The department could, in some ways, benefit from the distance that an independent special master would provide, and inoculate itself against some criticism, political criticism, now and in the future, if this material is reviewed by an independent special master. And, ultimately, much of the material that the department is allowed to use is something about which they could say, “Hey, it wasn’t just our own filter team that said we could use this material.”

The department also has to consider and weigh whether it is worth appealing. One possibility is that during the appeal everything halts. A second possibility is that the special master goes forward with the review and might even complete it before the appeal is fully briefed. A third option is the department could seek an emergency stay of the lower court’s order by going to the Eleventh Circuit and saying, “We’re noting our appeal of the ruling and, pending a decision on the substantive merits of the appeal, we’re seeking a stay of the lower court’s injunction,” which would mean basically not imposing the injunction on the department, or not preventing it from using and reviewing the materials. But all of these things are additional protraction of the litigation.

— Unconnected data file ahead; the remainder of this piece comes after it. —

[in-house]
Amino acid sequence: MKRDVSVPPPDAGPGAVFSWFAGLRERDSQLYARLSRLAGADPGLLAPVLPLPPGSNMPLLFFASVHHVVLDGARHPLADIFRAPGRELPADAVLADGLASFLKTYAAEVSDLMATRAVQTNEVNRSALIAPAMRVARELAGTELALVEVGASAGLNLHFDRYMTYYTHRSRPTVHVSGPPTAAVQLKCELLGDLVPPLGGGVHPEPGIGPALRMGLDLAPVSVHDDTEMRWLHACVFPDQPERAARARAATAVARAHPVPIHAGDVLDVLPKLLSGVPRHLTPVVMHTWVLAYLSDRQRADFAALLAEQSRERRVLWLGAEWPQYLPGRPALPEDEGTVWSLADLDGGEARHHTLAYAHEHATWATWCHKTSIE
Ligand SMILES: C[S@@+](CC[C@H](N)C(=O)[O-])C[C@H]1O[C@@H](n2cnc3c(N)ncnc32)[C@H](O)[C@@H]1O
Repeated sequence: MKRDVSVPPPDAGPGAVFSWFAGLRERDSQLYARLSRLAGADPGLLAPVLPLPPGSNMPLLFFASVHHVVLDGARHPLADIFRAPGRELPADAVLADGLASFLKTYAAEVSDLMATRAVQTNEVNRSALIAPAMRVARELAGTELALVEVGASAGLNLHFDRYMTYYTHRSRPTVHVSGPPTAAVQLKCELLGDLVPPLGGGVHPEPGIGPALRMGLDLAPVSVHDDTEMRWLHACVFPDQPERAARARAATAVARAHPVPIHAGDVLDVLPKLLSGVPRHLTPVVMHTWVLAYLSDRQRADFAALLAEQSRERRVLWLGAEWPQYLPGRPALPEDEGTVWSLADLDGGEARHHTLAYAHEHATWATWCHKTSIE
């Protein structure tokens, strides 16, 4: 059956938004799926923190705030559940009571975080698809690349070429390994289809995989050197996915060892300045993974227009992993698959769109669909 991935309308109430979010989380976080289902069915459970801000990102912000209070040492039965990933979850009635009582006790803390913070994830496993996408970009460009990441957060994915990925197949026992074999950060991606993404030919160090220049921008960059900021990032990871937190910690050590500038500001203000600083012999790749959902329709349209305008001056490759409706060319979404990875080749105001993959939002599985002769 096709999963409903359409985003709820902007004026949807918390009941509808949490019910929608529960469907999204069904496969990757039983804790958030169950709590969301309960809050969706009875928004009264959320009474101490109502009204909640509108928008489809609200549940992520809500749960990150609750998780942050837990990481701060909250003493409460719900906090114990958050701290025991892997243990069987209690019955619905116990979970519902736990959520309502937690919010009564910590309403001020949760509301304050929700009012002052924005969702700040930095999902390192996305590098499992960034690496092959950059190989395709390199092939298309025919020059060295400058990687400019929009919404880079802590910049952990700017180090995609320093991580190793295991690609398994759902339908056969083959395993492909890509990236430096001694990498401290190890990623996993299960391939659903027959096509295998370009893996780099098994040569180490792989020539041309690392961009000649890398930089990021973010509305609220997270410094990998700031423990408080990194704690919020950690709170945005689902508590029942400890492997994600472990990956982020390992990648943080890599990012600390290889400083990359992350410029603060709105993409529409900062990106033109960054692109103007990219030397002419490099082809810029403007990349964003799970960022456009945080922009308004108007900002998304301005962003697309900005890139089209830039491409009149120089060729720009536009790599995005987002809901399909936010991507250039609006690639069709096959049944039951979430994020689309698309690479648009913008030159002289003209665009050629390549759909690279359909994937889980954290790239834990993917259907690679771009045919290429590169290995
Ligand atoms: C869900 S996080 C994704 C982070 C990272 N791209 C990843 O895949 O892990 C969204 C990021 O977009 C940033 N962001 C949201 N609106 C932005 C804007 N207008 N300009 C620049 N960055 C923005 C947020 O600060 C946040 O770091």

So your sense is that an appeals process would take longer than it would for the special master to go through these documents?

Yes.

My understanding is that granting special-master review for executive privilege is a more extreme step than it is for attorney-client privilege. Is that right?

There’s three things going on here, really. The court seems to express concern about relying solely on the government to do the attorney-client-privilege filter review. Judge Cannon also seems concerned about the government retaining purely personal documents of the former President that don’t raise privilege issues at all. And she seems to be at least willing to entertain the notion that there could be documents for which executive privilege might be asserted. It is more out of the ordinary to appoint a special master to review for things like executive privilege.

The ordinary course of appointing a special master is in a case that is hugely document-intensive and when there’s really good reason to believe that there will be a lot of attorney-client-privilege documents in the place searched, such as the offices of an attorney. It’s less common in other circumstances, and certainly there aren’t that many people who could assert executive privilege, because it is a privilege of the executive, which is assertable only by the executive, and typically only by the incumbent executive.